Thursday, 19 March 2009

Tips and Techniques - Sharpening

Well having read lots of questions about sharpening, and seen lots of problems with digital sharpening on prints, web images and digitally projected images I thought it was about time I did a 'Techniques and Tips' tutorial.

Before I start I need to issue a health check - there are many many ways to sharpen digital images - I know I have used many different ways to get to where I am now.

This is my way - it works for me. If your way works - great, stick with it but if it doesn't then here is an option for you to consider.

Before we start, lets just consider workflow.

I review my image with Breezebrowser Pro, check out link for Dave's review last month, using the view in HQ mode to see if the image is a keeper or bin fodder.

Once I have decided what I want to keep I convert the .cr2 file to a 16bit TIF - always. Not jpeg, not 8 bit.

I then post process, currently using Adobe Photoshop CS3. The image is generally still at original size unless I am doing a quick and dirty for a web post or something.

So global changes in the RAW processing, local changes using adjustment layer masks for levels, curves, sat, and selective colour.

Then I save the file as my master.

Now the next choice is what form of output do I go for. Once I have decided I will then crop or resize the image. I may, albeit rarely, run a bit of localised noise reduction using a layer mask in a separate layer and then only attack the noise areas, certainly not the main subject such as a bird, to avoid loss of detail.

Now I think about sharpening.

So I will show some quick screen grabs to illustrate.

Take your master, save as a separate file and flatten any layers that you have to help make the file size more manageable.

In the layers pallette, drag and drop the background layer onto the 'Create a new layer' icon at the bottom left. This will give you a duplicate layer. On that bottom row of icons, you will also see a 'Add Layer mask'.

Click that and you will see a small white rectangle next to the duplicate layer.
Click back on the duplicate layer thumbnail, next to the new layer mask. This will ensure that the sharpening changes you make are being applied to the image and not the mask.

Then select Filter >Sharpen > Unsharp mask.

Set the zoom at 100% if you are sharpening for web/digital projection and 50% if printing. For the former, I would use about 50%, 0.3 and 0. I then do this a few times until it is just oversharpened in the window. Then click OK.

Now on the full screen image at actual pixels, so Zoom, then actual pixels to get that, I then modulate the opacity of the layer using the percentage slider to fine tune the sharpening to exactly where I want it. If there are slight halos, I look to slide back until they have gone.

However, if they don't totally go, then don't fret - more later.

The next thing is I then click on the layer mask we added a bit ago, then select the paint bucket tool and fill the layer mask with black paint and all the sharpening disappears. Huh? I hear you say.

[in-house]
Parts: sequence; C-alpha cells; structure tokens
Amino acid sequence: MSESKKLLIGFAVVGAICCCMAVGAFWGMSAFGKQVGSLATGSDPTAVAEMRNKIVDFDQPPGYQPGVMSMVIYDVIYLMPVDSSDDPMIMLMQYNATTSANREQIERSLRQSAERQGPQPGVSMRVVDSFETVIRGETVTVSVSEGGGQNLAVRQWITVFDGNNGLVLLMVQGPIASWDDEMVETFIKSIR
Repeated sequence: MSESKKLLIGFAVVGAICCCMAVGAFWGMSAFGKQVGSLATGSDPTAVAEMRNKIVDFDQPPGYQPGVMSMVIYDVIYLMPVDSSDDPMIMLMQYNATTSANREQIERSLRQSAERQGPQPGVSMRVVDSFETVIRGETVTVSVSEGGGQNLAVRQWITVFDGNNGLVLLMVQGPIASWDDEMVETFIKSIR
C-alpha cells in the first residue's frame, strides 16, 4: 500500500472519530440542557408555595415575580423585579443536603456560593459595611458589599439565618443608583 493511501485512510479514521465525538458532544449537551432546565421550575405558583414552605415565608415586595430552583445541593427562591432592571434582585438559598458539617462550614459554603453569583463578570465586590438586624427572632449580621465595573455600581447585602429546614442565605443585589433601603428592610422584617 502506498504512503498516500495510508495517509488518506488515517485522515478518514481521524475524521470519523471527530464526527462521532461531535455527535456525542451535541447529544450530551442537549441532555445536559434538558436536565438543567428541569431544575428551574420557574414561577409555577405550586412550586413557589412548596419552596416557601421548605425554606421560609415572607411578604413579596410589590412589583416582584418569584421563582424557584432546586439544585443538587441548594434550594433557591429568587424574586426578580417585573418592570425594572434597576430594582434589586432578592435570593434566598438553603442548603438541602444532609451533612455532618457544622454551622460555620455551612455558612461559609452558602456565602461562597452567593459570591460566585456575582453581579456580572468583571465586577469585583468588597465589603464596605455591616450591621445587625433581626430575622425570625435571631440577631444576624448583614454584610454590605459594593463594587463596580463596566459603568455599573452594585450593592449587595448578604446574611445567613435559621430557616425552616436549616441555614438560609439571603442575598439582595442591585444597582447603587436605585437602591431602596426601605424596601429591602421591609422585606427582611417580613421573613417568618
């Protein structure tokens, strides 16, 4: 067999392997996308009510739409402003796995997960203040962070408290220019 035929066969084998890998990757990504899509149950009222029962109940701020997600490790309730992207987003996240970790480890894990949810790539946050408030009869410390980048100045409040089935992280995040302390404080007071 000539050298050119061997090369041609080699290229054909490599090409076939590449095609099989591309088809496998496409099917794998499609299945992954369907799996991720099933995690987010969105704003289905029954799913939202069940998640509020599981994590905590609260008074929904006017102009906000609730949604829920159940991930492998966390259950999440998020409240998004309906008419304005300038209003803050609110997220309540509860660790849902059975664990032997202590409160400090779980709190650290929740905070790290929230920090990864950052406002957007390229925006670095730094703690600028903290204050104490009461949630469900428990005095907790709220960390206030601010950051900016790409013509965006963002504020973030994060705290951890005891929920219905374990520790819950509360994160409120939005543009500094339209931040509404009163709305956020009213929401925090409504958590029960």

Stay with me.

Then click the \ key, select the paint brush tool, set the colour to white and start painting those areas of the subject you want sharp, and only those areas. The area you are painting will show as red so you can see where you have been. Just toggle the \ key on and off as you require to see the effects.

Complete the image and check. Use the opacity slider just to re verify you are happy with the level of sharpening.

If you have any halos, you can actually paint then out again, by selecting the brush, colour black, set the brush to a small and hard setting and paint the halos into history.

Make sure you paint sharpening onto any areas of the scene that you think needs to be sharp.

Now I have shown a Sanderling here. I only want the bird and the sand that is in the line of the DOF in focus. If I sharpen the background, I might induce noise or sharpening artefact's, so this method will allow me to keep that creamy smooth. Particularly important when I am making A3 + prints.

Also remember you can vary the levels of sharpening that you give an image across it by varying the levels of masking. If you have set the sharpening for one area at the optimum level, but you want a some but not as much in another area, then set the opacity of the brush tool to 50% or whatever is appropriate for your image and paint the sharpening out.

This might sound complicated, but once you have done it once or twice, it comes very quickly.

Now as I say, this works for me and if you have your own pet method, then do stay with it. But I have found I can avoid inducing or increasing noise, I can control the halos, only that part of an image that I want is sharpened.

if you try this, lets us know how you get on.

Scott Kelby shows a number of different ways to sharpen in his books that you might also like to look at.

Update: Replaced the last two images as the original ones showed you how to nicely sharpen the background and not the subject - apologies for the confusion



  1. I found a small alternative that takes a step out of your workflow - making it faster.

    When you dupe the layer for sharpening, don't add the layer mask. Do the sharpening, adjust the layer opacity as you suggest then ALT click on the add layer mask icon, it adds a layer mask filled with black. Then follow on as before

  2. Excellent article thanks Martin
    Do you use a graphics tablet?

  3. Thanks for that p4pictures and also your note Pete

    Yes - I do - I use the Wacom A4 Intuos - it is a stunning piece of kit.

    Will do a gear review in the future